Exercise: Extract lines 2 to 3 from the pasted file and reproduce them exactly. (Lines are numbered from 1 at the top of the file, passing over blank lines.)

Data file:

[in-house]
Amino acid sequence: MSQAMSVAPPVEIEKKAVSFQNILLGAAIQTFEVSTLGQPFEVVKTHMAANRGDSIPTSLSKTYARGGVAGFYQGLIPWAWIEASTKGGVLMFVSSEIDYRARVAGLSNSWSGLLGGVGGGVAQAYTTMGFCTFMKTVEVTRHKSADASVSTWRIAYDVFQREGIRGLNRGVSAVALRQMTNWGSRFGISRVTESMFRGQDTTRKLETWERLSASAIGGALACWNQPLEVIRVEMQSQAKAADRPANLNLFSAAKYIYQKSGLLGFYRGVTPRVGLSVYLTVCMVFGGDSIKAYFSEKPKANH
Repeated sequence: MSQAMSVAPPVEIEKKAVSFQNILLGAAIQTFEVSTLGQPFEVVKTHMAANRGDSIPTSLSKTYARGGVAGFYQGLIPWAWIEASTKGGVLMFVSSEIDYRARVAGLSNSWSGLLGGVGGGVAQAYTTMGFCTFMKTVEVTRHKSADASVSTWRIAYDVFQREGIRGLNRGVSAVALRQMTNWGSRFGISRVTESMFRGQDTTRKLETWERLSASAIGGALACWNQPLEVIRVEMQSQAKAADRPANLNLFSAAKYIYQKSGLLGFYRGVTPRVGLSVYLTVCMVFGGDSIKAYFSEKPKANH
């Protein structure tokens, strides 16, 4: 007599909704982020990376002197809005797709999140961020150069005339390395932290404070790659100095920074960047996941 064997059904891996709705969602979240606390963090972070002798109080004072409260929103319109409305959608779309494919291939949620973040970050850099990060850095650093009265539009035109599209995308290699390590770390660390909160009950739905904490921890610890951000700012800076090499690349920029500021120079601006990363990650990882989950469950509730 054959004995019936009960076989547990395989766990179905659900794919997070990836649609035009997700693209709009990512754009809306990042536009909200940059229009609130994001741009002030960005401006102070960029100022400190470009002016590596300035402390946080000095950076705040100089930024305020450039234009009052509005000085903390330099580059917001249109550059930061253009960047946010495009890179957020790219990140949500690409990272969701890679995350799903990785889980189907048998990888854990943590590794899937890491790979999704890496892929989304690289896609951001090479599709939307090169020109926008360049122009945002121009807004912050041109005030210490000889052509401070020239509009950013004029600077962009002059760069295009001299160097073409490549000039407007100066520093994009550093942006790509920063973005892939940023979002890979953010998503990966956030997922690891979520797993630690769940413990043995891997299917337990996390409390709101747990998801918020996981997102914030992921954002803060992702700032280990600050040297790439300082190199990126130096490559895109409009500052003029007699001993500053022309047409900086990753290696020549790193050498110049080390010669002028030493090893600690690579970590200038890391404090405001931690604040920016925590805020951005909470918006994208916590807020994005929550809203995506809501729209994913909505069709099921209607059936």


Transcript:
Amino acid sequence: MSQAMSVAPPVEIEKKAVSFQNILLGAAIQTFEVSTLGQPFEVVKTHMAANRGDSIPTSLSKTYARGGVAGFYQGLIPWAWIEASTKGGVLMFVSSEIDYRARVAGLSNSWSGLLGGVGGGVAQAYTTMGFCTFMKTVEVTRHKSADASVSTWRIAYDVFQREGIRGLNRGVSAVALRQMTNWGSRFGISRVTESMFRGQDTTRKLETWERLSASAIGGALACWNQPLEVIRVEMQSQAKAADRPANLNLFSAAKYIYQKSGLLGFYRGVTPRVGLSVYLTVCMVFGGDSIKAYFSEKPKANH
Repeated sequence: MSQAMSVAPPVEIEKKAVSFQNILLGAAIQTFEVSTLGQPFEVVKTHMAANRGDSIPTSLSKTYARGGVAGFYQGLIPWAWIEASTKGGVLMFVSSEIDYRARVAGLSNSWSGLLGGVGGGVAQAYTTMGFCTFMKTVEVTRHKSADASVSTWRIAYDVFQREGIRGLNRGVSAVALRQMTNWGSRFGISRVTESMFRGQDTTRKLETWERLSASAIGGALACWNQPLEVIRVEMQSQAKAADRPANLNLFSAAKYIYQKSGLLGFYRGVTPRVGLSVYLTVCMVFGGDSIKAYFSEKPKANH